In 1990, she came to Arita again to make three hi-vision programs for a TV company. Before she goes
The butterfly
photo from Kyushu-Ryu
away, she will leave a message of this history.
Another item that made her think that the Korean potters were not necessarily unhappy was a small porcelain piece found in the site of an old kiln. The piece had a butterfly design on it, and the butterfly was so graceful and delicate. If the potter was very unhappy, this could not be drawn." Something free is here......." and she noticed that the Korean potters themselves were the Genkai People who lived between Korea and Japan.

She moved and started to live in Arita, and she founded "The Genkai-jin Club" in 1994. The idea of this club is to be a bridge between Korea and Japan. Her motto is "Effort to let it known, Courage to know it". The first thing she did was to send Japanese books to Korean universities where Japanese language is taught. In her community in Arita, she taught Korean language, cooking, and wrote for local newspapers about Korean culture and traditions. Doing these things, she got to know how many things are in common both to Korea and Japan. For an example, in both countries, there is a tradition of Mochi-Fumi (stepping on rice cake) for a baby who became 1 year old. After making the baby step on a big rice cake, then the baby crawls and catches something among the items laid in a far corner of the room. Pen, calculator, ball, doll, etc....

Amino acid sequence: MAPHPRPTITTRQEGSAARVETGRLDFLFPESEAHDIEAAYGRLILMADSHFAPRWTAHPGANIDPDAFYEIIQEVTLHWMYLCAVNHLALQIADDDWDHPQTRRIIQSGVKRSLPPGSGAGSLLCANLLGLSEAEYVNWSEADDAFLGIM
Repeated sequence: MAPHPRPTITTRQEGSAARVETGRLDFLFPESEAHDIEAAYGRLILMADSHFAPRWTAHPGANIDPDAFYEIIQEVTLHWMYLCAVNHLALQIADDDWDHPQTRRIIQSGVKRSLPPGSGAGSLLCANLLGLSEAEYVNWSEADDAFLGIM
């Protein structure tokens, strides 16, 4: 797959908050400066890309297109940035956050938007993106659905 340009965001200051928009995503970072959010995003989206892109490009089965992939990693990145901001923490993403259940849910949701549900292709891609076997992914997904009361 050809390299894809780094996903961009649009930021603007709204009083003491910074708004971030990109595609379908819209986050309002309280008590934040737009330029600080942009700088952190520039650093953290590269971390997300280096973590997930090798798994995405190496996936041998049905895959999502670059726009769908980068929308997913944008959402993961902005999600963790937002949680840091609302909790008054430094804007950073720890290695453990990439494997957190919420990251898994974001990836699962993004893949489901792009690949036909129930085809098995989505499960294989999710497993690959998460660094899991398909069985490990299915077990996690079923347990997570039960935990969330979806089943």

What the baby first takes tells her future, parents think. HwaJun herself seized a PEN! The fortune telling was right.

The population of Japan is 120,000,000 and Korea, 70,000,000. If these people have one mind, there would be no misunderstanding nor conflicts.
"In my generation, it would still be difficult, but maybe children's or grandchildren's generation, it might come true. Then how happy I would be." HwaJun smiles.

HwaJun teaching Korean culture
to Japanese children
These days, Korea and Japan's interactions are so popular. Movies, TV drams, cooking, etc. make both countries get closer. Korean language is a boom, and many Japanese people like Kimchi at table. This might be a chance to start to know each other. But if you are going to Korea for sightseeing, you must at least know some history or culture before going. And for it, you must know first about your own country.
"I am making a mere chance to be a Genkai-Jin, and my daughter might become a true Genkai-Jin." HwaJun says.
Her daughter, whose parents are Japanese and Korean, answers, "Mom is a try-to-be Genkai-Jin. and I am a born-to-be Genkai-Jin."

HwaJun's father's will will go through HwaJun to her daughter, and she surely will explore a way of 200,000,000 Genkai-Jins.

Mr. Kim, Consul General and HwaJun
Yu HwaJun recently received a Korean National Order of Pomegranate for her 15 years' effort to make Korean culture known in Japan. I was invited to the reception, and I was so proud of my friend.
I hope you liked this story.

HwaJun is now also working as the priest of United Church of Christ in Japan in Takeo City, Saga Prefecture.
Her prayer is always with us.

See you next month!

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I hope you will return next month.
Yours, Harumi Okochi
Proprietress of